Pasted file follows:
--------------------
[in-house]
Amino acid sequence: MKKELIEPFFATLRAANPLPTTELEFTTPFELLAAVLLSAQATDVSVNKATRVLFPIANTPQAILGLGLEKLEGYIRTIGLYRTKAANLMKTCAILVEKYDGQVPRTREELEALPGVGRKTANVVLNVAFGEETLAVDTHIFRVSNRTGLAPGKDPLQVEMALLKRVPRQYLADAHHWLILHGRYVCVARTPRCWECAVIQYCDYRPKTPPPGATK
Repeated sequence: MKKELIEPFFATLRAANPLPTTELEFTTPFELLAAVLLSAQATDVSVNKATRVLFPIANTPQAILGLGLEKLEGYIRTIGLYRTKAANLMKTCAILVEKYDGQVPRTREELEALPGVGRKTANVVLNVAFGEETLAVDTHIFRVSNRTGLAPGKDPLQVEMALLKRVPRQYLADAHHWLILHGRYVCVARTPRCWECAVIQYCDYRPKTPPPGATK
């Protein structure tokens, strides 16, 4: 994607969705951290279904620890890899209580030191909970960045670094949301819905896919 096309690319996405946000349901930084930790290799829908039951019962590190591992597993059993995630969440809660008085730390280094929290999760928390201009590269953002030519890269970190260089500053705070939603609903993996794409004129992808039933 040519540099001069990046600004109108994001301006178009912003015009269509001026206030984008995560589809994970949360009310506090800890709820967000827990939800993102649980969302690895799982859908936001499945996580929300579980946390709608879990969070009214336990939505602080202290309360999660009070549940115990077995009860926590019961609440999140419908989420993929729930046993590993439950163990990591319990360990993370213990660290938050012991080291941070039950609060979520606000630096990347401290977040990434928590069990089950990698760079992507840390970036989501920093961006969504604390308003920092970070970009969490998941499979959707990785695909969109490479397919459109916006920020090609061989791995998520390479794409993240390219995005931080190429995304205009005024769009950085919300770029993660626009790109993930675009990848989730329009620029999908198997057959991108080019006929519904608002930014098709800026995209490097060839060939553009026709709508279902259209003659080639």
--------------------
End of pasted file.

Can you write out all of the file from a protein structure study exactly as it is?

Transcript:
[in-house]
Amino acid sequence: MKKELIEPFFATLRAANPLPTTELEFTTPFELLAAVLLSAQATDVSVNKATRVLFPIANTPQAILGLGLEKLEGYIRTIGLYRTKAANLMKTCAILVEKYDGQVPRTREELEALPGVGRKTANVVLNVAFGEETLAVDTHIFRVSNRTGLAPGKDPLQVEMALLKRVPRQYLADAHHWLILHGRYVCVARTPRCWECAVIQYCDYRPKTPPPGATK
Repeated sequence: MKKELIEPFFATLRAANPLPTTELEFTTPFELLAAVLLSAQATDVSVNKATRVLFPIANTPQAILGLGLEKLEGYIRTIGLYRTKAANLMKTCAILVEKYDGQVPRTREELEALPGVGRKTANVVLNVAFGEETLAVDTHIFRVSNRTGLAPGKDPLQVEMALLKRVPRQYLADAHHWLILHGRYVCVARTPRCWECAVIQYCDYRPKTPPPGATK
């Protein structure tokens, strides 16, 4: 994607969705951290279904620890890899209580030191909970960045670094949301819905896919 096309690319996405946000349901930084930790290799829908039951019962590190591992597993059993995630969440809660008085730390280094929290999760928390201009590269953002030519890269970190260089500053705070939603609903993996794409004129992808039933 040519540099001069990046600004109108994001301006178009912003015009269509001026206030984008995560589809994970949360009310506090800890709820967000827990939800993102649980969302690895799982859908936001499945996580929300579980946390709608879990969070009214336990939505602080202290309360999660009070549940115990077995009860926590019961609440999140419908989420993929729930046993590993439950163990990591319990360990993370213990660290938050012991080291941070039950609060979520606000630096990347401290977040990434928590069990089950990698760079992507840390970036989501920093961006969504604390308003920092970070970009969490998941499979959707990785695909969109490479397919459109916006920020090609061989791995998520390479794409993240390219995005931080190429995304205009005024769009950085919300770029993660626009790109993930675009990848989730329009620029999908198997057959991108080019006929519904608002930014098709800026995209490097060839060939553009026709709508279902259209003659080639």